Gleanings from the Week Past

“Because a song, a book, a play, a picture or anything created was gay it did not necessarily follow that it was trivial. It might well be, mused Mrs. Baily, gazing into the moving sunshine with unseeing eyes, a finer thing, because it had been fashioned with greater care and artifice; emotion remembered and translated to give pleasure, rather than emotion remembered and evincing only an involuntary and quite hideous howl.” ~ Miss Read, Thrush Green

I’m reading all the Miss Read books. I need comfort reading right now, and what her character says is exactly true.

“In every aspect of life, it’s easy to let fear influence our decisions.” ~ Barbara DeMarco-Barrett, Pen On Fire

These days I examine my motives. Fear is there 99% of the time. Whenyou see it, you can make a conscious decision to set fear aside. One big fear for me is taking precious time for myself to write, when my mother or grandchildren, or anyone else, might need me. And someone always seems to need me. I’m practicing listening to what is right for me to do, and very often it is simply to write.

“Pain is a central part of a writer’s education. Pain is inevitable, as you discover that this piece must be rebuilt from the foundation up, that that piece is dead in the middle, that this third piece is a beautiful idea rottenly executed. Since pain is inevitable, fear it a little less.” ~ Eric Maisel, Living the Writer’s Life.

Pain is a part of all life. It seems the oddest thing to me now, but for much of my life I would go to great lengths to avoid pain, as if I believed, and yes, I did, that one could avoid pain, or at least minimize it. I did not realize that by attempting to live without pain, I was only half-alive. Now when I look back, I realize that my best writing occurred when I went headlong, my emotions carrying me beyond fear of looking foolish or being hurt.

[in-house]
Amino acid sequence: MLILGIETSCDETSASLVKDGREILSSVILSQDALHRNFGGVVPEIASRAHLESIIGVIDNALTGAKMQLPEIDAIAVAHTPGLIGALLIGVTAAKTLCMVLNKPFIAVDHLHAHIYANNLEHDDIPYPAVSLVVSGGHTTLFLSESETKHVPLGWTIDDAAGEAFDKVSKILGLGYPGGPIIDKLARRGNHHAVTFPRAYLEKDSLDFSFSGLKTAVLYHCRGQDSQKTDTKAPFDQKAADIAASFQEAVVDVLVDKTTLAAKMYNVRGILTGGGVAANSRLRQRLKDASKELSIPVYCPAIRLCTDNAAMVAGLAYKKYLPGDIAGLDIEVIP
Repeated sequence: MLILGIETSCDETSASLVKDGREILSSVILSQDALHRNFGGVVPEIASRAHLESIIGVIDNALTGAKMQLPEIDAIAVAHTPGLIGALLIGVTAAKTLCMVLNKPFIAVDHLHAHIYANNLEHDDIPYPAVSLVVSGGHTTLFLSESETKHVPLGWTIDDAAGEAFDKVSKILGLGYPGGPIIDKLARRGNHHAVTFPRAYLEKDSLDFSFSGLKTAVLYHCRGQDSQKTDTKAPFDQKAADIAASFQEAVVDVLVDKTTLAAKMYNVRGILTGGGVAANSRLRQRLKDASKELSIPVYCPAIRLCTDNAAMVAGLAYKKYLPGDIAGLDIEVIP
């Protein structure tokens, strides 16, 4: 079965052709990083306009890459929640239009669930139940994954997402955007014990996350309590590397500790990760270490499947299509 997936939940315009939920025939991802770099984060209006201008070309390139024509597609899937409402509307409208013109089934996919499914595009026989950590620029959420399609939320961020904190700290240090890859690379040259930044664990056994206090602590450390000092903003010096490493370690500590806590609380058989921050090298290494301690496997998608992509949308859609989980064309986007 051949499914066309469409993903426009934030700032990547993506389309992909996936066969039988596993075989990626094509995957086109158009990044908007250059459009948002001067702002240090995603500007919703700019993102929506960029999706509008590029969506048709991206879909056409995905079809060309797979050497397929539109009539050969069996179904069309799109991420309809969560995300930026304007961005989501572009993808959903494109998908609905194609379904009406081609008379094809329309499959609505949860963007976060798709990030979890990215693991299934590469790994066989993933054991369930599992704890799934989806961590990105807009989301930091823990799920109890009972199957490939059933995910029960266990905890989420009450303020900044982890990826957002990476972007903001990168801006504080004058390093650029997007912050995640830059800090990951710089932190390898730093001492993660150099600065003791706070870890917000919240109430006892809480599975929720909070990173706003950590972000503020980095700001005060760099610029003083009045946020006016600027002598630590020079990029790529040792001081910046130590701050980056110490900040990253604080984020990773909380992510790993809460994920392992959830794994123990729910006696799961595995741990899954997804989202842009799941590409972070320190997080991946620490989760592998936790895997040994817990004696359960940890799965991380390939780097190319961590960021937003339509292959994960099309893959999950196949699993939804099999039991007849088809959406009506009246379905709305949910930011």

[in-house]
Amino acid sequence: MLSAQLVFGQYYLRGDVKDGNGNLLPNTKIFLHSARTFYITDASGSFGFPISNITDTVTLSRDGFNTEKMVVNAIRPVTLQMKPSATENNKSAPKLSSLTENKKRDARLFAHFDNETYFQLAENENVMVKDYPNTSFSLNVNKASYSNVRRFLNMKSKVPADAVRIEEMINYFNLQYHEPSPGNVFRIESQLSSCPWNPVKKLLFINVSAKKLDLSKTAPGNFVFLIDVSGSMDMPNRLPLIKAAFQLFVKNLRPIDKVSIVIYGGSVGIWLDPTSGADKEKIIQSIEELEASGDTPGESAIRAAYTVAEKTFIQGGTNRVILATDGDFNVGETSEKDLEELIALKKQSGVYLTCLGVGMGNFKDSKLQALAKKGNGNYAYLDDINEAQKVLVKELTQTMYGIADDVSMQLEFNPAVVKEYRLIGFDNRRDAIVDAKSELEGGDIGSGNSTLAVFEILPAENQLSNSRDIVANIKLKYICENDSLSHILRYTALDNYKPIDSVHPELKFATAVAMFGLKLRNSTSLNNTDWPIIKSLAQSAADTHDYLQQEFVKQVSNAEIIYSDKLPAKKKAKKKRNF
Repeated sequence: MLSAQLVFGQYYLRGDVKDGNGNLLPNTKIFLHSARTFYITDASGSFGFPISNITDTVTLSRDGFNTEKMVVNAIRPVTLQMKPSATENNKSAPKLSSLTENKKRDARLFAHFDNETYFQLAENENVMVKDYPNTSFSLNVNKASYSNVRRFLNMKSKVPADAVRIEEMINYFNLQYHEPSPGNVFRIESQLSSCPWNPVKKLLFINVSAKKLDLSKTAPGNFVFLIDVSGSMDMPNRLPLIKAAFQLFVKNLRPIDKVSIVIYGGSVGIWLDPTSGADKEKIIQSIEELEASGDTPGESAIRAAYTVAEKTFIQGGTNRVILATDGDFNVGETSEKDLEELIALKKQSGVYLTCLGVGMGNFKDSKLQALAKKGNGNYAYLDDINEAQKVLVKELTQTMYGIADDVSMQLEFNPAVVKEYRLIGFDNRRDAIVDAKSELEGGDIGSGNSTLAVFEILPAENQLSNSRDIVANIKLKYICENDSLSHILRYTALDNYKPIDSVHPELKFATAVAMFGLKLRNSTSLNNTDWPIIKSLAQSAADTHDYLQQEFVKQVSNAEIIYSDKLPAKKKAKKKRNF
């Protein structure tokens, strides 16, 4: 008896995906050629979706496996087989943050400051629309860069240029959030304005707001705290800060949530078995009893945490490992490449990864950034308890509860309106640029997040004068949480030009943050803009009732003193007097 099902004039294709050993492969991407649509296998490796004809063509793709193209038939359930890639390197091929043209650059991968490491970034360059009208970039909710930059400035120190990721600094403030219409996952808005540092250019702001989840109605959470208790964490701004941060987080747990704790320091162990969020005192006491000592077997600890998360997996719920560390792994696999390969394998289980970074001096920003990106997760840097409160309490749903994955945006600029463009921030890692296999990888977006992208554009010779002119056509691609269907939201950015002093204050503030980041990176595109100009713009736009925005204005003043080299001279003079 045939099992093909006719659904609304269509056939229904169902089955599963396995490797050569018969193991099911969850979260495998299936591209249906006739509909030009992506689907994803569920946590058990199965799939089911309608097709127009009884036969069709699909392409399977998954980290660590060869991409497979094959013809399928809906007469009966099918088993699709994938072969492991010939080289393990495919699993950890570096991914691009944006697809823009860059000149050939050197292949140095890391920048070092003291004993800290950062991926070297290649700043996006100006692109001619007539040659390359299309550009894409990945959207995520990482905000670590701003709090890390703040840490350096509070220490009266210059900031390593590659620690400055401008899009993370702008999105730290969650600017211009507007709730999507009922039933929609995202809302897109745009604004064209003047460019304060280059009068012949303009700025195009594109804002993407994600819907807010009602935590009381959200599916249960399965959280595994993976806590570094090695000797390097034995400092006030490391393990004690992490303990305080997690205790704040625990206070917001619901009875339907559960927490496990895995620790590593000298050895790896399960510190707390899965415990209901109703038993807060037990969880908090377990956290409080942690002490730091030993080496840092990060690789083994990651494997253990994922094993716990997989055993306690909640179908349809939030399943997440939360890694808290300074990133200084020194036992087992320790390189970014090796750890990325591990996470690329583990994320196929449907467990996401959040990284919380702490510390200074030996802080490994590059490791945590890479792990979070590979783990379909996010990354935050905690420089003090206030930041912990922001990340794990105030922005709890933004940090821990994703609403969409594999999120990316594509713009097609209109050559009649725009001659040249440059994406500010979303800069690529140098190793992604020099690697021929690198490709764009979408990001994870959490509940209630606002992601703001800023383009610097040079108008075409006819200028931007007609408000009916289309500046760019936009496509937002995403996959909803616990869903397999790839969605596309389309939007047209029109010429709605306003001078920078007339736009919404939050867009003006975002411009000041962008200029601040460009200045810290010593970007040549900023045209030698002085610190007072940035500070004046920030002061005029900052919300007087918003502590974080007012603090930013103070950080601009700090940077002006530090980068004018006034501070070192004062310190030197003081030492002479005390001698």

Accept pain as part and parcel of living and writing, and suddenly it isn’t so fierce some. It is equally true that all things pass, and pain most of all when faced. Keep writing right through it.

It would be great for any of you to post what you are reading, and what gems you’ve found helpful.

 

15 thoughts on “Gleanings from the Week Past

  1. Read this today and just had to share: “…Act – don’t think about reasons for not acting…That’s the way some people go through life. They sit and think about the consequences. Make the consequences happen. Embrace consequences….you’re never going to be happy until you take control of your destiny.” -The Forever Girl by Alexander McCall Smith

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  2. As usual, I’m in the middle of a few books, but the one that’s really taught me a few good lessons right now is The Forever Girl by Alexander McCall Smith. Among its many little nuggets is the gentle reminder that love brings pain and hurt. We can choose to avoid it altogether, thereby avoiding both the pleasure and the pain and walling ourselves off from all that love offers, or we can choose to take the risk of pain and learn how best to deal with it because of the benefits that come with it. I think this can be said of all of life, as you said above. Pain can be avoided, possibly, but what kind of life would that mean? Not one I’d want to live.

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  3. Thanks for this post….I am reading “They Speak By Silences” author listed as A Carthusian; and Surrender, a guide for prayer by Jacqueline Syrup Bergan & S. Marie Schwan; An article in AARP magazine (Aug-Sept) The Missing was a light bulb going off for me yesterday. Although it was an article focused on the loss suffered by the families of Flight 370, Vietnam MIA’s (still 1,500 listed), missing children and adults, it put a name to a condition I believe myself to be living…..AMBIGUOUS LOSS….. though fear is involved, it is more a gathering of many different emotions that are open to hit strongly at any given moment. Psychologist Pauline Boss says “triggers a kind of stressful, unresolved emotional state distinct from traditional grief. ..resistant to usual therapeutic treatment (don’t have $$ for treatment now anyway) instead the path to healing involves negotiation an uneasy rapproachment with the unanswered questions that such a loss leaves in its wake. “grief therapy doesn;t work because there is nothing wrong with the person, there is something wrong with the situation itself.

    I would not go so far as to say there is nothing wrong with me, BUT I do feel the reality of living in the WAKE of personal bankruptcy, and constantly discerning between what I must surrender to and the courage to change the things I can change, which seem so very few at this time; then I call upon my higher self to manifest, live in faith and continue my life one step at a time; I can cycle through anger, despair, confusion, craziness, at any time of any day; I do not know when they will asail me and at times overcome me. I do all this with acknowledging my responsibility in all of it and consciously tryiing to know out any traces of blame.

    And my life looks from the outside looking in that “nothing much is going on here.”

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